PT: "Kerbal Space Program" is one of the funnest sandbox experiences I think I've ever had. Somehow, you've even made failing fun. During development and after the game was released, how did you feel about the game? Was there a point where you thought it would fail? And counter to that, was there a definite point when you suddenly realized: "Hey, people actually like this thing"? How did that feel?
CJ: We quickly grew a passionate community of players and modders who loved the game. They were all very supportive of me and helped in making my first mod for the game. After that I was absolutely hooked on creating content for "KSP." Talking with the team, we all just feel like we're living in a dream. Our awesome and supportive community offers us the opportunity to work on a great game like this. I think the real revelation was the universal appeal of the game. I had previously expected "KSP" to attract people who were already interested in space flight. Instead, I'm constantly seeing players actively learning about space travel and getting excited about their personal achievements. It's quite rewarding to see players come in wondering how to get in orbit, and then shortly after, to see them speaking confidently about orbital concepts and terminology.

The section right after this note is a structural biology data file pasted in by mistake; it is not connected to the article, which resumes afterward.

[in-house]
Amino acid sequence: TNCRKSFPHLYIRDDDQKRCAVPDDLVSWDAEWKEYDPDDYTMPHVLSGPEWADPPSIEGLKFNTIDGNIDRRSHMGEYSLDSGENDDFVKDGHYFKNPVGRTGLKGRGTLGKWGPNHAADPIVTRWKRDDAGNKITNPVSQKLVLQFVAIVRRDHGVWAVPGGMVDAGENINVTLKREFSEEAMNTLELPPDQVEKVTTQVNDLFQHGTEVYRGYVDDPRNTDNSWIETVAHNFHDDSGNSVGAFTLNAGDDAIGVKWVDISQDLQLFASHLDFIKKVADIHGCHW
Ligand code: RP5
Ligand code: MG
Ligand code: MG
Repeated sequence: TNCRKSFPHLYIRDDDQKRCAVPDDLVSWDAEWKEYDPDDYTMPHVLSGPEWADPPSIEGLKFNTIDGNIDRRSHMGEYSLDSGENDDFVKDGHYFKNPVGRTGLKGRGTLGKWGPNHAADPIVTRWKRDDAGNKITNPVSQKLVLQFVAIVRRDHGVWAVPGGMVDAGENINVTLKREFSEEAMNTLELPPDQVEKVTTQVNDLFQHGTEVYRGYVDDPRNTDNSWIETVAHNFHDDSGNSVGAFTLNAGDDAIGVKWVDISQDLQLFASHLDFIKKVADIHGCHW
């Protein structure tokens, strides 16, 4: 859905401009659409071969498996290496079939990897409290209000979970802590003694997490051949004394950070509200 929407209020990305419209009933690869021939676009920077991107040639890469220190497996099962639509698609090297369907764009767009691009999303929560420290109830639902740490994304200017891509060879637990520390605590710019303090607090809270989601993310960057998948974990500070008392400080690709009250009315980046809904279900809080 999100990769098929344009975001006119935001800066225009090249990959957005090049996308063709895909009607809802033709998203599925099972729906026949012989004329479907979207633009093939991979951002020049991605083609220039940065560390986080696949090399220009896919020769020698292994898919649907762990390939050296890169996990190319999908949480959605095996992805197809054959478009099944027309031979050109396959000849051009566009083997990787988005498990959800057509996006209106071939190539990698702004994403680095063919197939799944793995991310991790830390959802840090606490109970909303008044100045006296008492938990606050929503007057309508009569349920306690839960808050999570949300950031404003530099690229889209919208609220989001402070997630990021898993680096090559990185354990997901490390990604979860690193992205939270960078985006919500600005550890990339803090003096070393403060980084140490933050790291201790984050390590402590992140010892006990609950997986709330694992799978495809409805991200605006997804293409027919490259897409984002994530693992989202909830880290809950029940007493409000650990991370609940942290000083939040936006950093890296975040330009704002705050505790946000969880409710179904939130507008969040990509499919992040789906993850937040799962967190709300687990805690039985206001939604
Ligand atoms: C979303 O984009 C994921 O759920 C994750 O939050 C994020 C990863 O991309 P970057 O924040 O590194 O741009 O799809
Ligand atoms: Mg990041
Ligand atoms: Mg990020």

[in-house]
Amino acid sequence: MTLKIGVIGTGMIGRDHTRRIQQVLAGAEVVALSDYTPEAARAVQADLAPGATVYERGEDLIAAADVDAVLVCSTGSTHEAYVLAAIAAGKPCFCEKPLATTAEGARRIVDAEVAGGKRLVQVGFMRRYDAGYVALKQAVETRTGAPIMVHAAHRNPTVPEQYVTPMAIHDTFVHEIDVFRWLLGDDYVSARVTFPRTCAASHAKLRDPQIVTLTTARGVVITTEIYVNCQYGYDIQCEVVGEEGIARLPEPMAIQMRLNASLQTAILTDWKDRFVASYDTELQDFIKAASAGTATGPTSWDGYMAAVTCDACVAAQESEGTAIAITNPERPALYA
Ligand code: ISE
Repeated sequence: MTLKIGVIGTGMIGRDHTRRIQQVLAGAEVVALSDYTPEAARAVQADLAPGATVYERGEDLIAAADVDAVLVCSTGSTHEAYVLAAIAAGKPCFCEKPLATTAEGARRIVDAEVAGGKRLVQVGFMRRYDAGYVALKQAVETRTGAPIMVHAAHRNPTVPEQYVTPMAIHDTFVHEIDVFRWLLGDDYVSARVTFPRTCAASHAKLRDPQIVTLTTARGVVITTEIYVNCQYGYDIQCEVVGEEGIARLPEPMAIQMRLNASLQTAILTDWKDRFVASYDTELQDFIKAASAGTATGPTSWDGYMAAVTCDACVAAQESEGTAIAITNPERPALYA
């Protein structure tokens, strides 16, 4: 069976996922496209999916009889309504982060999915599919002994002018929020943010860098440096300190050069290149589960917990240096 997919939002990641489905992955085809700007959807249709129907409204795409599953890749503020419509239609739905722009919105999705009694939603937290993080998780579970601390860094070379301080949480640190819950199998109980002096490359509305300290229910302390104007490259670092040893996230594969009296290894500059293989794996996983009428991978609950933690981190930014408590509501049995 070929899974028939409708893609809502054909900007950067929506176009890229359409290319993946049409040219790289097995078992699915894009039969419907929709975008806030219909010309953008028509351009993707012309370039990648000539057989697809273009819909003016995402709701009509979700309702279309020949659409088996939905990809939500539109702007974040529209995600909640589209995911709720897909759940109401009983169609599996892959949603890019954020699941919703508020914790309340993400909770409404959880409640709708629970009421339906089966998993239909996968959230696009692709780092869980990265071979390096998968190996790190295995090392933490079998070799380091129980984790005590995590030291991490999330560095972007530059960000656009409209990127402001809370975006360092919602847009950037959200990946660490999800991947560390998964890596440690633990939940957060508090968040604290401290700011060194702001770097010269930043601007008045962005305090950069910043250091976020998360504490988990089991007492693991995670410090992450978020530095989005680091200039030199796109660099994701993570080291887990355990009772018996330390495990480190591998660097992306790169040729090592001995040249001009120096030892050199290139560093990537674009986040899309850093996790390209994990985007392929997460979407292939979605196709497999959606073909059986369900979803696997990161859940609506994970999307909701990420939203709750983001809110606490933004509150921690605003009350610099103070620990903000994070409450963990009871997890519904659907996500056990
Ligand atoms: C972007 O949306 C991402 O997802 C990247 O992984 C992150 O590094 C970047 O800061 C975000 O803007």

BH: To speak to your first point, that was a crucial component of development – to make sure failure was fun and as somebody who has watched most of my rocket designs go down in flames – it’s one of the biggest successes in our game design. As for the second question, "KSP "was in development for seven months when the team decided to make a free public Alpha release of the game because we had no idea if what we were doing actually had a public audience. Felipe posted the version to the "Orbiter" (a free simulator) and "Unity3D" (the engine "KSP" is built on) forums. To our surprise, we had more than 30,000 visitors to our site in just a few days. The team felt great with the response, knew we were not completely lost on our concept, and have watched the community continue to grow since then.